Living The Dream

Before League of Legends, I was just a student sitting at home, studying a little. Now, I’m a professional.

I started my career in Europe, rather than in South Korea. I didn’t even play in the Challenger scene in South Korea, unlike Wadid. In fact, I only experienced the European scene in competitive League of Legends.

The language was not really a problem since I spent a number of years in Malaysia way before I played League of Legends. I went to an international school, and they taught everything in English. Because of that, I could speak English when I came here – not very well, but better than most South Korean players.

My father stayed in South Korea, and my mother and sister came alongside me for two years. After that, we returned there, and I had a normal school life.

My journey in esports began with Starcraft: Brood War, as it did for a lot of people. Of course, I was hoping to be the best when I started playing it, but I couldn’t make it that far. Once the chance to play in those Starcraft leagues were gone, I switched to League of Legends.

I know that my parents never expected me to turn the game into something real. When I told them I wanted to be a League of Legends pro, they weren’t against it, but they weren’t exactly excited about it.

I believe my family has always been proud of me, no matter what I do, but I’m glad I was able to achieve this dream and make them even more proud.

When I told them about an offer from Europe, they realized that I could do it, and they have supported me ever since.

We don’t often talk about my career. They know how long I have spent getting here, and how much it means to me, but that’s about it. I haven’t told them about the details of what I do and how it all works because they don’t really understand League of Legends and esports.

They do know about the teams I’ve played for though.

The first one being Misfits Gaming, or Renegades: Banditos as they were known in the Challenger Series qualifiers.

I made it to LCS with Misfits, but IgNar joined and replaced me on the main team. It wasn’t the end of my time with Misfits, because I joined up with their academy team, which turned out to be a fantastic learning experience.

The stage experience helped me a lot, but playing in challenger for a little longer allowed me to work on improving my play, my champion pool, and some specific match-ups that I used to struggle with.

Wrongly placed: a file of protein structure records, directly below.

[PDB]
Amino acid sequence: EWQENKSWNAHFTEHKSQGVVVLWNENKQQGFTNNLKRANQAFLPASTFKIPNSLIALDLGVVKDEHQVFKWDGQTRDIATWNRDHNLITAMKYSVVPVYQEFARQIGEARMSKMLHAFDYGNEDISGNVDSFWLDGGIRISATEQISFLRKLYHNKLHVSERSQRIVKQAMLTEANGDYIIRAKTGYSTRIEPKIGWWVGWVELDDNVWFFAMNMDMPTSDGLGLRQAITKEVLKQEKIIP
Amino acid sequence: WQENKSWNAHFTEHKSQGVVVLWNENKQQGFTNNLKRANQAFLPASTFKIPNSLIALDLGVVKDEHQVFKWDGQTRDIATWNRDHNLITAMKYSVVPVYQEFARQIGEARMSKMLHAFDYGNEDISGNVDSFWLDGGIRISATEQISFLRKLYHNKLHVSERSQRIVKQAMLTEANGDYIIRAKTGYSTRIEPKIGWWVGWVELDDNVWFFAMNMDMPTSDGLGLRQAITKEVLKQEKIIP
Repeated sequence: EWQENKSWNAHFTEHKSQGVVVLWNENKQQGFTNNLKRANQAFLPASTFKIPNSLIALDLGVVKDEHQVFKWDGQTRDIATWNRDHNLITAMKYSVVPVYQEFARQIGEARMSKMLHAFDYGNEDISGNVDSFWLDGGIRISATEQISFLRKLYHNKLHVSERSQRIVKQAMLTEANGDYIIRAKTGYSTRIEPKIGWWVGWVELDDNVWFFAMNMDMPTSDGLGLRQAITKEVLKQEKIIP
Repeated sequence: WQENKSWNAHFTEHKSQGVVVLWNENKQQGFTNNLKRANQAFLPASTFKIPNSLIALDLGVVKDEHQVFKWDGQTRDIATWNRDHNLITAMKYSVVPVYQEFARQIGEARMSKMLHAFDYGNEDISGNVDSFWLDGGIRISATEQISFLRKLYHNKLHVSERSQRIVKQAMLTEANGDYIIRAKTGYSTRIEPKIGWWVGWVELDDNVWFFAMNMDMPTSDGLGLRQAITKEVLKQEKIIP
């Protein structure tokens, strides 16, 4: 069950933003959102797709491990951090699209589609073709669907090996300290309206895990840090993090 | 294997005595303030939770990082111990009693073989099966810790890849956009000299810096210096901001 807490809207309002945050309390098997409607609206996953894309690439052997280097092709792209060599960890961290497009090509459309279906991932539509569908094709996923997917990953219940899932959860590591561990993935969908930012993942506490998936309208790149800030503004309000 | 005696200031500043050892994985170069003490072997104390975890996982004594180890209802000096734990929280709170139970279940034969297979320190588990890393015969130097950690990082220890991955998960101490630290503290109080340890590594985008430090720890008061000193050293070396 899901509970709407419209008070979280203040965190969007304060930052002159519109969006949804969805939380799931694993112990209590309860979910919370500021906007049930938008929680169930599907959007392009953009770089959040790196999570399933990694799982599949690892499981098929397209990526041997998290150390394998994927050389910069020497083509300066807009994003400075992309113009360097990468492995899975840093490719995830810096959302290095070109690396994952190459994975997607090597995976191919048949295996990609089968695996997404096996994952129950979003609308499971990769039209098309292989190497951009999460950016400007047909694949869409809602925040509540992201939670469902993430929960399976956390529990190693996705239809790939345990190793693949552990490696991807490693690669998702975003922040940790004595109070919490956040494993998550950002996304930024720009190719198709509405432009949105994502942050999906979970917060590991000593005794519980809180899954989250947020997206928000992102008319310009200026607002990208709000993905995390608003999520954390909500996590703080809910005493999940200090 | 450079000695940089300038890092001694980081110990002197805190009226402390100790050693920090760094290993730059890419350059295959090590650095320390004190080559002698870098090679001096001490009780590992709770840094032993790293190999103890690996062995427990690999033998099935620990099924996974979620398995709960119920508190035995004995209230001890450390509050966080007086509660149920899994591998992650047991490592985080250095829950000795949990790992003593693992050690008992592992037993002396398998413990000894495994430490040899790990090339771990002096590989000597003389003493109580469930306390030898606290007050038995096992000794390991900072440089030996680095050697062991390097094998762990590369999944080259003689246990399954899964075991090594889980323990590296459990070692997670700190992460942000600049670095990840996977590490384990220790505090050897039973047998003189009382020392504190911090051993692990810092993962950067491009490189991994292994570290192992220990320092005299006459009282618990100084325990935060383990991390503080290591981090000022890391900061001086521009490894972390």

Again, we made it into the LCS, but this time we had to depart from Misfits. Mysterious Monkeys bought the lineup, and as most of you will know, it did not go well.

I still have sad memories from that period of my life. Despite the fact that we qualified, the team had a lot of problems.

I didn’t feel any emotion on the day of our elimination, but I felt really sad two days later.

Yuuki and I continued to play together, even though we had been eliminated from the LCS. Together, we played in France for a year, which was another new experience for me. I was able to learn another culture and enjoy myself in another environment.

We had a lot of potential as a duo. The final tournament we played together, on Team Vitality Academy, was one that we won at Disneyland.

I miss Yuuki as a friend. Unfortunately, this business does not lend itself to friendships. I wanted to improve with him, but I also wanted to play in the LEC and try to get a spot at the World Championship. So when the offer came from SK Gaming, I had to say yes.

The challenges here have been different to what I have been used to at Vitality Academy. The players and staff here understand the game at a higher level, and individually there is more talent available.

My job specifically has changed from shot calling to supporting those who do make the decisions in the team. I work more with managing minion waves and providing information.

There was a lot of talk in the media about our team. Not a lot of it was good. People said that we weren’t good enough, or more specifically, that our communication would not be up to the standard that it needed to be, because of our ability to speak English.

It’s funny because that’s not even the most important thing, honestly.

The most important parts of in-game communication are giving correct information between teammates, making decisions and being decisive. Yes, we were lacking that at the start, but after working on it, we fixed it, and made it to the playoffs.

It’s been quite the journey from my start in Europe to where I am now. When I first came here, I didn’t know whether I would be fine in another country, doing something quite out of the ordinary, but here I am.

Sometimes you just have to take the chance you get and face whatever will be thrown at you in pursuit of it.

Image Credit: Riot Games

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